“Then change the world’s mind,” Colin said. “You’re struggling, and with good reason. So own it. Set an example for your billion social media followers. They’ll thank you for it.”
Andrew closed his eyes, his bare skin growing cold at the thought of going public with his problems. “I seriously doubt that.”
“But even if you reach only one person, isn’t that enough?” Colin reached down and tugged the covers up over their bodies. “I know it’s hard. Every time I stand up in front of a bunch of kids and show them my scars, I have to fight the shame. I’m ashamed I used to cut myself. I’m ashamed I cannae tell them I never want to do it again, because it’d be a lie.” He settled onto the other pillow again, still facing Andrew. “I’m ashamed I’m not a perfect example of someone who’s been through hell and come out undamaged.”
“See, this is what I mean. You’ve been through so much, whilst I’ve had everything good in life. Money, friends, parents who adored me. I grew up in a castle, for God’s sake.”
“You grew up in a boarding school, Andrew. That’s got to fuck a lad up in some dead rotten ways.”
Andrew knew Colin was trying to make him laugh, but it wasn’t working. “I’ve no right to feel this way. With all my power—power I never earned—I should be in tip-top shape. I should be resilient, like I’m wearing a suit of armor.”
Colin sighed. “Firstly, you earn some of your power, by being clever and charming. Secondly, even suits of armor have weak spots, else all those knights would’ve died of old age. Thirdly…” He wrapped his arms around Andrew and pulled him against his broad, bare chest. “You’ve a right to feel any way you feel. You earned that right by existing.”
Andrew closed his eyes again. Such affirmative talk sounded good in the safety of this bedroom, but out in the real world, people didn’t understand. People judged.
Yet Colin wasn’t judging. Perhaps Andrew could peel back this shell he’d thought was so impenetrable. Perhaps he could start with this man here, a man who inexplicably loved him to the bone.
Last week, in describing my recent struggles to my therapist, I summarized Play Dead’s storyline, wondering aloud whether I’d “absorbed” Andrew’s depression.
Her reply: “Can you show yourself the same compassion you show your characters and that they show to each other?” Then she said, “Can you share this with readers, not only to explain why the story is behind schedule, but also to show those with similar struggles that they’re not alone?”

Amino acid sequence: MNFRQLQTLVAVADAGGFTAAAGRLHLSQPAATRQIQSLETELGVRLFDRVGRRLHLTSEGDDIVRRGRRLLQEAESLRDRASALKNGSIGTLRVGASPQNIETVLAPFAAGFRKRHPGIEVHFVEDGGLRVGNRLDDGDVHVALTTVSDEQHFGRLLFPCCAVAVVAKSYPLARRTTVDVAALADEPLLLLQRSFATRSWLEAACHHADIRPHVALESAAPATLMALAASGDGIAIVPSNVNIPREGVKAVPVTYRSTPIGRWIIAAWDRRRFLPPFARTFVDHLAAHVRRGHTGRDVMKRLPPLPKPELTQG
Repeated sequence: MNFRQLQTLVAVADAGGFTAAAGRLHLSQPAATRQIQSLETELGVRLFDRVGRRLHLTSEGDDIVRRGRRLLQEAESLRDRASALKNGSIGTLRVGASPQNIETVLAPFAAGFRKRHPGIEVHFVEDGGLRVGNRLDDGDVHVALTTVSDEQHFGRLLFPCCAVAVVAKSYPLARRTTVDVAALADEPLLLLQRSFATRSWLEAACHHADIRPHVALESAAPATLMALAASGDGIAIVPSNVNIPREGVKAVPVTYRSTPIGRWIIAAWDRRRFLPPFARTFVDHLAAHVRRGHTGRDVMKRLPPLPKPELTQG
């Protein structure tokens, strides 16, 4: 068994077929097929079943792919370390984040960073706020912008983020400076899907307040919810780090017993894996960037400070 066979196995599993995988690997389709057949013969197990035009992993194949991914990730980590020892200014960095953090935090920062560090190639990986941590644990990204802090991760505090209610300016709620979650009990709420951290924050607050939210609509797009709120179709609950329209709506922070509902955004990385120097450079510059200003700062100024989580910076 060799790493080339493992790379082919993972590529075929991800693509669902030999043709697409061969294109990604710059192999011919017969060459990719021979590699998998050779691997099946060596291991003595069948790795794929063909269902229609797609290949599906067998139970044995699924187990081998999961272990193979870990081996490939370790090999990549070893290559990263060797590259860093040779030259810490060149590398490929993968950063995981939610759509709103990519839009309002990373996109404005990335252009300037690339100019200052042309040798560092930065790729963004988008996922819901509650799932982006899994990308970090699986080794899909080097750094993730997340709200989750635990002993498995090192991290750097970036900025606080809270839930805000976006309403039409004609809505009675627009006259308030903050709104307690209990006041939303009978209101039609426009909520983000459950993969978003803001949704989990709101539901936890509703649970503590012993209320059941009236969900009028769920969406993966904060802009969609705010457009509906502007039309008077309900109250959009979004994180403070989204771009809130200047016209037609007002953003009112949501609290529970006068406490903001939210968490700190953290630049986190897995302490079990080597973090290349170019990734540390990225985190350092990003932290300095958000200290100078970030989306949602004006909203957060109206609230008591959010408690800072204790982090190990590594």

Hmm, apparently I can? I must say, though, this has been the most challenging blog post I’ve ever written. Words aren’t exactly flowing from my fingers these days, and, like Andrew, I fear I’m just embarrassing myself by opening up.
But in light of the above excerpt, it’d be hypocritical to let that fear keep me silent and isolated. Maybe this post can help you feel less alone. If nothing else, it might bring some welcome reality back into the McNulty Christmas Letter of our online lives.
PS: After writing this post’s rough draft, I learned there was a medical cause for my low energy/mood and brain fog. It’s nothing life-threatening, but full recovery could take months. Please be assured I’ll continue my slow but steady progress on Play Dead until it’s finished. Thanks to all my readers for your patience, and I hope you’ve enjoyed this excerpt!
*Names have been changed to protect the insufferable.
About the Author
Avery Cockburn (rhymes with Savory Slow Churn) wrote over a dozen novels for major publishers under her real name. Last year she decided to “go indie” to write exactly what she wanted, how she wanted, and publish as fast as readers wanted. Now her days are filled with beautiful men who play the Beautiful Game in the most beautiful place in the world—and who happen to love other beautiful men. It’s pretty much the best job ever.
Avery lives in the United States with one infinitely patient man and two infinitely impatient cats. Join Avery’s readers group to get free short fiction and loads of exclusive Glasgow Lads bonus material.
One random commenter with thoughtful, relevant comments will win a $25 gift certificate each month in 2016.